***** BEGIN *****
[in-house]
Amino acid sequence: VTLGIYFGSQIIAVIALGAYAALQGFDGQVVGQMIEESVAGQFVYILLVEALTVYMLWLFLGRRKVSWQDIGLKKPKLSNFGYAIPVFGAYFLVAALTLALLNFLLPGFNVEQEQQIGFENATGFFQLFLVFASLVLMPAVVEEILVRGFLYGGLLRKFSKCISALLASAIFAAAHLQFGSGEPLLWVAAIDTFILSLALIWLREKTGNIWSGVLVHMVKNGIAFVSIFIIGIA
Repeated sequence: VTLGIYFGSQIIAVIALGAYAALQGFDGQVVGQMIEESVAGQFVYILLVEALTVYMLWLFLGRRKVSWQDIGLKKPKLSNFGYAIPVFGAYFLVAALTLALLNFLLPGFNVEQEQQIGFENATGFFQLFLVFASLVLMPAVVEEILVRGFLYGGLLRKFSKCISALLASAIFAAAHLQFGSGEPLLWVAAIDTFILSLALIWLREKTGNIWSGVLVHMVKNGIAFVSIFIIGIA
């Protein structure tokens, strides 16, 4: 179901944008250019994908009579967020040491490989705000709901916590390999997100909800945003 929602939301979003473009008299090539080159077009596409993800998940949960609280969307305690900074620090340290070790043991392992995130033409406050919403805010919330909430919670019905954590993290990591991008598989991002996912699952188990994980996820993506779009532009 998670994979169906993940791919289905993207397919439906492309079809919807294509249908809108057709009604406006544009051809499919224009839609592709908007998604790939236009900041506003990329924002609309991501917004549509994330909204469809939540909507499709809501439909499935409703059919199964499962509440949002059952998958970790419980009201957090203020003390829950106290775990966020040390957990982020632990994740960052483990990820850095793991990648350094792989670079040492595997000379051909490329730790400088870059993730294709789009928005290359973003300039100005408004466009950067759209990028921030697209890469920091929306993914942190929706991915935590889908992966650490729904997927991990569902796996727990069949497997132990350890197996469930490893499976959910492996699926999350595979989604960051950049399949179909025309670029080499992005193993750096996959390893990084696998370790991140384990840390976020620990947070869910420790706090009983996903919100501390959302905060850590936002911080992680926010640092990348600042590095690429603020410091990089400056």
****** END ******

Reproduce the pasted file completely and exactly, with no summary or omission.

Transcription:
[in-house]
Amino acid sequence: VTLGIYFGSQIIAVIALGAYAALQGFDGQVVGQMIEESVAGQFVYILLVEALTVYMLWLFLGRRKVSWQDIGLKKPKLSNFGYAIPVFGAYFLVAALTLALLNFLLPGFNVEQEQQIGFENATGFFQLFLVFASLVLMPAVVEEILVRGFLYGGLLRKFSKCISALLASAIFAAAHLQFGSGEPLLWVAAIDTFILSLALIWLREKTGNIWSGVLVHMVKNGIAFVSIFIIGIA
Repeated sequence: VTLGIYFGSQIIAVIALGAYAALQGFDGQVVGQMIEESVAGQFVYILLVEALTVYMLWLFLGRRKVSWQDIGLKKPKLSNFGYAIPVFGAYFLVAALTLALLNFLLPGFNVEQEQQIGFENATGFFQLFLVFASLVLMPAVVEEILVRGFLYGGLLRKFSKCISALLASAIFAAAHLQFGSGEPLLWVAAIDTFILSLALIWLREKTGNIWSGVLVHMVKNGIAFVSIFIIGIA
């Protein structure tokens, strides 16, 4: 179901944008250019994908009579967020040491490989705000709901916590390999997100909800945003 929602939301979003473009008299090539080159077009596409993800998940949960609280969307305690900074620090340290070790043991392992995130033409406050919403805010919330909430919670019905954590993290990591991008598989991002996912699952188990994980996820993506779009532009 998670994979169906993940791919289905993207397919439906492309079809919807294509249908809108057709009604406006544009051809499919224009839609592709908007998604790939236009900041506003990329924002609309991501917004549509994330909204469809939540909507499709809501439909499935409703059919199964499962509440949002059952998958970790419980009201957090203020003390829950106290775990966020040390957990982020632990994740960052483990990820850095793991990648350094792989670079040492595997000379051909490329730790400088870059993730294709789009928005290359973003300039100005408004466009950067759209990028921030697209890469920091929306993914942190929706991915935590889908992966650490729904997927991990569902796996727990069949497997132990350890197996469930490893499976959910492996699926999350595979989604960051950049399949179909025309670029080499992005193993750096996959390893990084696998370790991140384990840390976020620990947070869910420790706090009983996903919100501390959302905060850590936002911080992680926010640092990348600042590095690429603020410091990089400056």